By Steve Rieder
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The 2021 NFL Draft may begin on Thursday, April 29, at 8:00pm EDT, but in all reality it actually doesn’t start until the San Francisco 49ers are on the clock. Last year’s season ended with the Houston Texans holding the league's third-worst record, but due to a previously consummated trade, the third overall pick landed in Miami. On March 26, the pick was once again traded to the San Francisco 49ers, which in turn, made the NFL community gasp. No, it wasn’t the package of the three first-round and a third-round pick that the 49ers gave up - it was who they traded up for. Reports immediately began to leak out from the league’s most reputable sources that it was all in a quest to draft Alabama quarterback Mac Jones.
Once Adam Schefter, Peter Schrager, Mike Lombardi, Daniel Jeremiah, and Chris Mortensen all separately corroborated the same information, the betting market proceeded to steam Mac Jones all the way to a -250 favorite. With a then-implied probability of approximately 70%, the collective scouts, talking heads, and draft pundits were absolutely stunned. The overwhelming opinion of the quarterback class was well established: #1 Trevor Lawrence, #2 Zach Wilson, #3 Justin Fields. Depending on who you talked to, Mac Jones didn’t even make the list until #4 or #5. Had San Francisco reportedly traded up for Justin Fields, no one would've batted an eye. But 49'ers head coach Kyle Shanahan values a specific type of quarterback, one who can process the field quickly and be an extension of the coach himself between the numbers.
Fields, whether it's his own fault and/or what he was asked to do specifically while at Ohio State, didn't seem to exemplify those qualities during the Buckeyes' regular season or in the CFB Playoffs. Fields took chances, perhaps held the ball longer than he should have, and improvised. He's an athlete, and he's very much the playmaker most teams are searching for in the "new" NFL. Many coaches, and certainly fans, may find these admirable qualities in a signal caller, but it doesn’t exemplify what Shanahan is looking for.
Compared to Fields, Jones is far less impressive in his highlight reel resume (and when comparing their athleticism), but the characterization that he has Tom Brady’s physique and athletic ability coming out of Michigan is at minimum overstated, if not outright wrong. Jones is a stand-and-deliver quarterback, one which doesn’t appeal to the fair-weathered fan that yearns for a flair of the dramatic. In his final year at the Alabama helm he set the NCAA single-season record for completion percentage (77.4%), threw for a school record 4,500 passing yards and led the Crimson Tide to a national title. Nick Saban and Steve Sarkisian have sung Jones’ praises, and their connection with Shanahan is well documented. All signs have pointed toward Jones not just being the third best QB in the draft, but the best fit for San Francisco.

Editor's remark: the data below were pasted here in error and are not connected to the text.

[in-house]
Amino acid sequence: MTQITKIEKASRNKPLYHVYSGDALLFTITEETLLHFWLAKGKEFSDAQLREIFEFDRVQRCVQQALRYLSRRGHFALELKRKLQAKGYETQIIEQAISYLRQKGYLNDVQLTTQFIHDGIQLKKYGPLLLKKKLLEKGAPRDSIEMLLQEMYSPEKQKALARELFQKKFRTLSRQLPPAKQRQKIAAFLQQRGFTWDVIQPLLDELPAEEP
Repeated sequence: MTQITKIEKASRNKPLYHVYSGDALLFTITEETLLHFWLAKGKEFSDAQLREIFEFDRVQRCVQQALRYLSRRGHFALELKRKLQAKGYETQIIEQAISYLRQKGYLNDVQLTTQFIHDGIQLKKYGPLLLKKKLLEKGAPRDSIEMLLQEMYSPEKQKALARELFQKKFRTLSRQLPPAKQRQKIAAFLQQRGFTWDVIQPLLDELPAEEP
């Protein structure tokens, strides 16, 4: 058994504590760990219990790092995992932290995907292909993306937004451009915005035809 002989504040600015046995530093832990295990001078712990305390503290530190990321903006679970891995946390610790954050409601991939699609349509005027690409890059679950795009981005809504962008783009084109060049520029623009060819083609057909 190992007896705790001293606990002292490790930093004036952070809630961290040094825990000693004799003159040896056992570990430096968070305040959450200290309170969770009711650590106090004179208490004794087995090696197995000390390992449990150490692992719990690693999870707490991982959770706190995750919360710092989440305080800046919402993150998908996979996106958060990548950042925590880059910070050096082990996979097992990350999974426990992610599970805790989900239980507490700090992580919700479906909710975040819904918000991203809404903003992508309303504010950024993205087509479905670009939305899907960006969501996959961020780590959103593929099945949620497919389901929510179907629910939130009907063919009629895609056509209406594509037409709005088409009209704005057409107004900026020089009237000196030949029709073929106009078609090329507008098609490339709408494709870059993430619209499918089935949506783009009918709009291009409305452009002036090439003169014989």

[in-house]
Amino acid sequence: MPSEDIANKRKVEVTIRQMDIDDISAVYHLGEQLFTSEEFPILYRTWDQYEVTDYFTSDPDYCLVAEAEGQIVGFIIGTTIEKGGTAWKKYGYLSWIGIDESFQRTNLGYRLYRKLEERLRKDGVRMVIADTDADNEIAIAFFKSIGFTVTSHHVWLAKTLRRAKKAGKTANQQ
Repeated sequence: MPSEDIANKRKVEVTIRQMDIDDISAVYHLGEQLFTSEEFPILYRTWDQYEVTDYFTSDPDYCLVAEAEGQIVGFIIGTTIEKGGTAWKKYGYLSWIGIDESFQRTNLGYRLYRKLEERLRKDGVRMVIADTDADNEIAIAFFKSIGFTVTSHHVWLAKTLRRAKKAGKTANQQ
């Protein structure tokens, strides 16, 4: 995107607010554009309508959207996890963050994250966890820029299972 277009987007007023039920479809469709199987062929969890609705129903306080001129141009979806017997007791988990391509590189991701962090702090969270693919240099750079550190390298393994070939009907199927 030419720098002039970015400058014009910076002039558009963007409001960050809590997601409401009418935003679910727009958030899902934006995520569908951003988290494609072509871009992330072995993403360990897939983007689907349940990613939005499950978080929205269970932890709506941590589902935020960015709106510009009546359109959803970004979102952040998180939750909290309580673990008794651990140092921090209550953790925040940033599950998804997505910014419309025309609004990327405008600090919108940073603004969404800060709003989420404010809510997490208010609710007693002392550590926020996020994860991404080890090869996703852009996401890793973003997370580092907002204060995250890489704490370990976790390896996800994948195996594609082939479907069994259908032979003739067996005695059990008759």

The betting market for the third overall selection in the NFL Draft was already well established - at least until Justin Field's second pro day, when in shorts and a t-shirt, and against nothing but a gentle breeze, Fields hit open receiver after open receiver. He showed NFL teams the arm strength, accuracy and athleticism that will inevitably lead to him being drafted in the top 10 of the NFL Draft. Scouts, draft analysts, television hosts, and fans fawned over this already-expected accomplishment, and in turn this caused a tremendous shift in the betting line. Fields became the new odds-on favorite to go number three, and all those in wild disagreement with Jones rumblings celebrated the apparent validation. The market shifted so drastically, in fact, that Jones was dropped to a +175 market consensus to go third. The Score Sportsbook even had a rogue number of under 3.5 at +475. And all because of one innocent pro day?
It wasn’t just Fields that gained ground either - after Trey Lance put on his own show at his pro day, his odds to go third also spiked. In what could only be described as the most obvious correlation of the draft season, a positive pro day performance leads to a significant change in the market. But as the vacillation of the third pick market waxed and waned, one fact remained constant - the most respected reporters in the industry never wavered from their previous statements: the 49ers traded up for Mac Jones. On April 21, as if the market suddenly regained consciousness, Jones once again inexplicably became the favorite.
Without question, we as NFL Draft bettors have learned several important lessons from this rollercoaster ride of an experience. For starters, we can expect the markets to be influenced positively by a player’s pro day - rarely do players underperform in scripted, non-contact drills. Secondly, don’t listen to everything you see or hear on TV or the internet. Many of these individuals have audiences to be mindful of (and ratings), and disagreeing with an opinion can both draw and keep people’s attention. Media personalities, executives or scouts may have a different opinion on prospects, which also may be in conflict with a team’s perspective. Although someone may be well-versed - and even respected - in the NFL community, it doesn’t mean we should bet on or against their opinion either. What matters is what the team thinks.
Similarly, it's vital that we know who’s reporting and whose mock drafts to trust. There are some very informed and hard-working individuals that work the NFL Draft beat and are fed misinformation in hopes the rumor spreads to other NFL teams and other reporters. And finally - and most importantly, too - yes folks, there is still actionable value on Jones to go third overall. Read the tea leaves and lay the -145.